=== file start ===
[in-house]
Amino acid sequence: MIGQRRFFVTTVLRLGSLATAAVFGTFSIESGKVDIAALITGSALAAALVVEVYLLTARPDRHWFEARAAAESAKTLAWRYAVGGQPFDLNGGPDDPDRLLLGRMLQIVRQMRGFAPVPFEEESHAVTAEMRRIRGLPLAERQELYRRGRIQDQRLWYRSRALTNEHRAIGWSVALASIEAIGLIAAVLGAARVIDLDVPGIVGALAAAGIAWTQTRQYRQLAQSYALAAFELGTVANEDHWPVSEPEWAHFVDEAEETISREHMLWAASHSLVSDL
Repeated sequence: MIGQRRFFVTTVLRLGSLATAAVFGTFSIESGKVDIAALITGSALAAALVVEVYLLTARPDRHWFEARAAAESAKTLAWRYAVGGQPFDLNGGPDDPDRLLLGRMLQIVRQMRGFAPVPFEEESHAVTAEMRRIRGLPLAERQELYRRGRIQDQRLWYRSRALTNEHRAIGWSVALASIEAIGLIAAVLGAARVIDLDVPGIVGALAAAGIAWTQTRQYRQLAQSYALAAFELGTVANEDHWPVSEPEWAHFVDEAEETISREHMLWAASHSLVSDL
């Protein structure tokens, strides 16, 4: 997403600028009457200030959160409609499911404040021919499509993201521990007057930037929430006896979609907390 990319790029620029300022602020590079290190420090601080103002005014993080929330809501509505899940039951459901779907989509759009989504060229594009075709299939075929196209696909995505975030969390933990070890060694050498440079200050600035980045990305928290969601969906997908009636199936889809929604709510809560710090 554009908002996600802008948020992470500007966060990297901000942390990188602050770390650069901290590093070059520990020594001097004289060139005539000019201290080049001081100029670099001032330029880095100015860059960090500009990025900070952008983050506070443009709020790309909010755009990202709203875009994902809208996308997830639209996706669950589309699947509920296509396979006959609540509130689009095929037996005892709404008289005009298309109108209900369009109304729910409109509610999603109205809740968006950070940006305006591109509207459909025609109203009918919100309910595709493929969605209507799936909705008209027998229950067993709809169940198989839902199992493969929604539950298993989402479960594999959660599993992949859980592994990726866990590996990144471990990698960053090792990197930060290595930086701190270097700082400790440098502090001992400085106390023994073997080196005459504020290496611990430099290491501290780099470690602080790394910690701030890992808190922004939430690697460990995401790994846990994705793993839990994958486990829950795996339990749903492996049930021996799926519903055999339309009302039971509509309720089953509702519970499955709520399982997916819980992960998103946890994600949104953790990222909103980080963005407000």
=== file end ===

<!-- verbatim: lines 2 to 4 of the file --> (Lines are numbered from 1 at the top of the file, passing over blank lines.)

Amino acid sequence: MIGQRRFFVTTVLRLGSLATAAVFGTFSIESGKVDIAALITGSALAAALVVEVYLLTARPDRHWFEARAAAESAKTLAWRYAVGGQPFDLNGGPDDPDRLLLGRMLQIVRQMRGFAPVPFEEESHAVTAEMRRIRGLPLAERQELYRRGRIQDQRLWYRSRALTNEHRAIGWSVALASIEAIGLIAAVLGAARVIDLDVPGIVGALAAAGIAWTQTRQYRQLAQSYALAAFELGTVANEDHWPVSEPEWAHFVDEAEETISREHMLWAASHSLVSDL
Repeated sequence: MIGQRRFFVTTVLRLGSLATAAVFGTFSIESGKVDIAALITGSALAAALVVEVYLLTARPDRHWFEARAAAESAKTLAWRYAVGGQPFDLNGGPDDPDRLLLGRMLQIVRQMRGFAPVPFEEESHAVTAEMRRIRGLPLAERQELYRRGRIQDQRLWYRSRALTNEHRAIGWSVALASIEAIGLIAAVLGAARVIDLDVPGIVGALAAAGIAWTQTRQYRQLAQSYALAAFELGTVANEDHWPVSEPEWAHFVDEAEETISREHMLWAASHSLVSDL
């Protein structure tokens, strides 16, 4: 997403600028009457200030959160409609499911404040021919499509993201521990007057930037929430006896979609907390 990319790029620029300022602020590079290190420090601080103002005014993080929330809501509505899940039951459901779907989509759009989504060229594009075709299939075929196209696909995505975030969390933990070890060694050498440079200050600035980045990305928290969601969906997908009636199936889809929604709510809560710090 554009908002996600802008948020992470500007966060990297901000942390990188602050770390650069901290590093070059520990020594001097004289060139005539000019201290080049001081100029670099001032330029880095100015860059960090500009990025900070952008983050506070443009709020790309909010755009990202709203875009994902809208996308997830639209996706669950589309699947509920296509396979006959609540509130689009095929037996005892709404008289005009298309109108209900369009109304729910409109509610999603109205809740968006950070940006305006591109509207459909025609109203009918919100309910595709493929969605209507799936909705008209027998229950067993709809169940198989839902199992493969929604539950298993989402479960594999959660599993992949859980592994990726866990590996990144471990990698960053090792990197930060290595930086701190270097700082400790440098502090001992400085106390023994073997080196005459504020290496611990430099290491501290780099470690602080790394910690701030890992808190922004939430690697460990995401790994846990994705793993839990994958486990829950795996339990749903492996049930021996799926519903055999339309009302039971509509309720089953509702519970499955709520399982997916819980992960998103946890994600949104953790990222909103980080963005407000």